River HomeLink students take on the challenge of bird strikes

River HomeLink students began their nine-week exploration of the bird strike problem by studying Flight 1549 and analyzing data about the prevalence of bird strikes nationwide

BATTLE GROUND — A group of 7th and 8th grade students at River HomeLink have been working since the beginning of the school year to help tackle a big question in the airline industry: how to keep the skies safe for passengers, planes and birds. The students are exploring solutions as part of teacher Kent Graham’s Problem-Based Learning (PBL) course, a class that has students working both online and in the classroom at River HomeLink, Battle Ground Public Schools’ parent-partnered homeschool. 

Port of Portland Environmental Specialist Nick Atwell talks to River HomeLink students about the issue of bird strikes at PDX. Photo courtesy of Battle Ground Public Schools
Port of Portland Environmental Specialist Nick Atwell talks to River HomeLink students about the issue of bird strikes at PDX. Photo courtesy of Battle Ground Public Schools

The dangers of bird strikes are well documented. The most well-known example is US Airways Flight 1549, also known as “The Miracle on the Hudson.” On Jan. 15, 2009, US Airways Flight 1549 struck a flock of Canada geese shortly after taking off from New York’s LaGuardia Airport. The Airbus A320 consequently lost all engine power, and unable to reach any airports, pilot “Sully” Sullenberger made an emergency landing on the Hudson River. Tragedy was averted when all 155 people on board were rescued by boat.

River HomeLink students began their nine-week exploration of the bird strike problem by studying Flight 1549 and analyzing data about the prevalence of bird strikes nationwide. Next, the class took a field trip to Portland International Airport (PDX) to hear from multiple experts and learn about bird strikes from a variety of perspectives. The students met with PDX Airport Operations Manager Sterling Kesler, Horizon Airlines pilot Darin Chung, Port of Portland Environmental Specialist Nick Atwell, and several members of the Port’s operations, maintenance and fire and rescue teams. All of the experts stressed the importance of protecting local ecosystems and explained how technology has improved their practices in helping to make airports safer for both wildlife and airline passengers.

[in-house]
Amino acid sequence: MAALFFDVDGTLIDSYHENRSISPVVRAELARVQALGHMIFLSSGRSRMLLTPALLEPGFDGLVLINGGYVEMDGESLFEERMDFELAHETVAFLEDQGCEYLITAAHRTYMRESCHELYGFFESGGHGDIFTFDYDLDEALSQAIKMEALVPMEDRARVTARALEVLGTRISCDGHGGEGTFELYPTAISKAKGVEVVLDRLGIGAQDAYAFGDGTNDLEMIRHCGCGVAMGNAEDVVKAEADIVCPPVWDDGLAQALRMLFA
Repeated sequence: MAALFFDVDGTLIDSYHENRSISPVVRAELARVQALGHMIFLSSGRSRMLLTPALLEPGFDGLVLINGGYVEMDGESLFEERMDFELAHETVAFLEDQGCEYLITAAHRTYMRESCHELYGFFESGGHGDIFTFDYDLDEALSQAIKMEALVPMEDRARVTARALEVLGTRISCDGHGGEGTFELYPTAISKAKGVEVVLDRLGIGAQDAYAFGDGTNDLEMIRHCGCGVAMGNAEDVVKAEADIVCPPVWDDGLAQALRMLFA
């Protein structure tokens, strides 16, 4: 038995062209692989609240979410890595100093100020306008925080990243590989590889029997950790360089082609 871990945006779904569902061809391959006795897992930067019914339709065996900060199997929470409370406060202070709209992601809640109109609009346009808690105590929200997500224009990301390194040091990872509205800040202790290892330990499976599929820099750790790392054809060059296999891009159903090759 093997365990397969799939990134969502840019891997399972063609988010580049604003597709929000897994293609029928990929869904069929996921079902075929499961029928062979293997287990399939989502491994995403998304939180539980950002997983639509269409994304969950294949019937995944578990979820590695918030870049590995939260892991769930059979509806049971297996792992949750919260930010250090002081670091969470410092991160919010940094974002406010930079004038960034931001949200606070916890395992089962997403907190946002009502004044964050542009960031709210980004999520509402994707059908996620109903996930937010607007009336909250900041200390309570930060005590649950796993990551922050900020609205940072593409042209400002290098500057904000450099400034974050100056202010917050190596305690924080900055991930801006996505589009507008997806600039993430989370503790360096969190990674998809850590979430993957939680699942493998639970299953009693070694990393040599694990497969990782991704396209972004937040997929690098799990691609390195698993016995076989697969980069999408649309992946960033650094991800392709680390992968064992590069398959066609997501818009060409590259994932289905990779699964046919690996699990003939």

“Engaging with professionals who are working in the fields we’re studying in the classroom makes for a unique, authentic learning experience for students,” Graham said. “Seeing the work of experts up close and in person helps students connect conceptual learning with the real world.”

The Bird Strike Project materials are provided free, courtesy of Educurious Partners and meet Washington State learning standards for science. The problem-based learning curriculum is designed to reflect real-world challenges by incorporating real-world resources. It’s an approach that sparks interest, ignites possibility, and fuels a love for learning in students. 

The bird strike project comprises four modules. In the first module, River HomeLink students were introduced to the project challenge and began to think about what they would need to know to accomplish the final task of keeping birds, airplanes, and humans safe from bird strikes. Students worked in pairs or small groups to analyze data from the National Wildlife Strike Database and determine how big of a problem bird strikes are locally and nationally.

Horizon Airlines pilot Darin Chung, PDX Airport Operations Manager Sterling Kesler, and Port of Portland Environmental Specialist Nick Atwell listen as River HomeLink students present possible solutions to the problem of bird strikes. Photo courtesy of Battle Ground Public Schools
Horizon Airlines pilot Darin Chung, PDX Airport Operations Manager Sterling Kesler, and Port of Portland Environmental Specialist Nick Atwell listen as River HomeLink students present possible solutions to the problem of bird strikes. Photo courtesy of Battle Ground Public Schools

Next, students focused on habitats. They studied food chains, food webs, trophic levels, and the cycling of matter and energy. Students assessed which habitat attractants invite birds into a given airspace. Students deepened their knowledge of ecosystems as they considered how habitat management can deter birds and prevent bird strikes. 

In the third module, students were introduced to general wildlife management strategies and region-specific interventions for preventing bird strikes. At this stage, the students began to develop a Wildlife Hazard Management Planning Tool.

The final stage of the project wrapped up last week, as River HomeLink students showcased what they’ve learned by presenting to their peers and community members. Several experts from PDX visited the school on Friday, Oct. 25 to serve as panelists and ask questions of the students after they presented their findings and reflections.

“This project is a lot of work, but also a lot of fun for students,” Graham said. “The students respond very well to being challenged, and I have been impressed by the enthusiasm and initiative they’ve shown.”

River HomeLink serves students in kindergarten through grade 12. Students choose from a variety of educational options: taking one or more elective classes, ongoing homeschool assistance through regular meetings with school staff, and blended classroom/at-home learning. Online learning for students in grades 6-12 is also available. A high level of parent involvement is expected and required. Visit https://riv.battlegroundps.org/ for more information. 

Information provided by Battle Ground Public Schools.

We'd love to hear your comments!

About The Author

Related posts